Solar-cell manufacturer Suniva says that the U.S. National Renewable Energy Laboratory (NREL) has verified 20+% conversion efficiencies on several screen-printed silicon cells developed by the company’s R&D team in its lab.
“This demonstrates that Suniva’s advanced technologies in diffusion, surface passivation, and contacts can increase conversion efficiency, while reducing processing time and maintaining low cell cost,” says Ajeet Rohatgi, company founder/CTO and head of the Georgia Institute of Technology’s University Center of Excellence in
Photovoltaics. “Our R&D team already has a solid roadmap in place to further increase our efficiencies.”
Applying the company’s patented technology to reduce the number of steps in the production process and generate a series of cells with efficiencies over 20%, Suniva says its cells represent a world record for screen-printed cells and incorporate advanced design features that boost power output from the cell.
Suniva claims that it can create a higher sheet resistance emitter as well as enhanced surface passivation dielectrics in one high-temperature step. It fabricates narrow screen-printed contacts on the front of the cell and a high-quality surface reflector on the back. These components, combined with improved texturing methodologies, allow the cells to trap light and achieve high efficiencies, while keeping production costs low.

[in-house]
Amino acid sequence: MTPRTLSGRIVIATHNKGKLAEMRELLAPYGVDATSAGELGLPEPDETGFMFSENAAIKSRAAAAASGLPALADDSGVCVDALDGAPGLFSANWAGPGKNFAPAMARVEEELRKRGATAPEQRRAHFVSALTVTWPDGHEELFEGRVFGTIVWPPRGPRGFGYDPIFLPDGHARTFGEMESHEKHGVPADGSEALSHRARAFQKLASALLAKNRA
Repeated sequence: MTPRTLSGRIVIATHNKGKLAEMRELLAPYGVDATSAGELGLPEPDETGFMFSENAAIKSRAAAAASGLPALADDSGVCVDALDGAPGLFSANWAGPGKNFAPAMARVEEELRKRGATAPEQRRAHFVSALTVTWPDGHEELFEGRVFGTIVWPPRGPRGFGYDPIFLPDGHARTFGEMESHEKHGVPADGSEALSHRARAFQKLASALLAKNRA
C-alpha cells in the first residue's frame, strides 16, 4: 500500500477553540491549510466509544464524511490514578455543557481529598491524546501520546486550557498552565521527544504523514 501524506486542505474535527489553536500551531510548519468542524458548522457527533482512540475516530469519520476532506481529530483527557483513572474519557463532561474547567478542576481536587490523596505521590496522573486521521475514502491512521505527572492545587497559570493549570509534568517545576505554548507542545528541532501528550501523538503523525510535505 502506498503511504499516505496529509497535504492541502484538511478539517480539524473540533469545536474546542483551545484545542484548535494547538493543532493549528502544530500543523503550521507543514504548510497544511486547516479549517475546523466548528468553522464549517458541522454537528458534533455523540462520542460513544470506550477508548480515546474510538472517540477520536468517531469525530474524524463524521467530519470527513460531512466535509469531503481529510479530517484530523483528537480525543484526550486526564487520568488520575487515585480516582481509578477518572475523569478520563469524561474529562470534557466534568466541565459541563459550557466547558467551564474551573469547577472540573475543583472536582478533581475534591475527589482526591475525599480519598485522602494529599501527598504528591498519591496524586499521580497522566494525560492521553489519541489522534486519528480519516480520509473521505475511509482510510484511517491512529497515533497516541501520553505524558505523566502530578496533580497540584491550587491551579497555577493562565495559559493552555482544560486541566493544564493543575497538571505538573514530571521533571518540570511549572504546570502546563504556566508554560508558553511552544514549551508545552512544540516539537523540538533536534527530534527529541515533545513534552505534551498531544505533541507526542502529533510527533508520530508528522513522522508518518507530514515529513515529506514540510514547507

The company also has three new patents pending–in the areas of structural design, fabrication process, module integration, and the efficient use of low-cost heterojunction cells–which brings its intellectual property portfolio to 32 patents and patent applications worldwide.
“Our focus is to work diligently to move this exciting technology from
lab-sized cells to the production line and commercialize these cells as
soon as it is both possible and practical,” added company CEO John Baumstark. The company says that its current ARTisun cell technology
has produced a verified efficiency of 18.5% in the lab.
In recent months, Suniva has signed a wafer supply deal with REC and solar-module agreements with Solon and Titan Energy, and opened its first manufacturing line near Atlanta.
(For more on Suniva, click here to go to a recent PV-Tech blog.)
— Tom Cheyney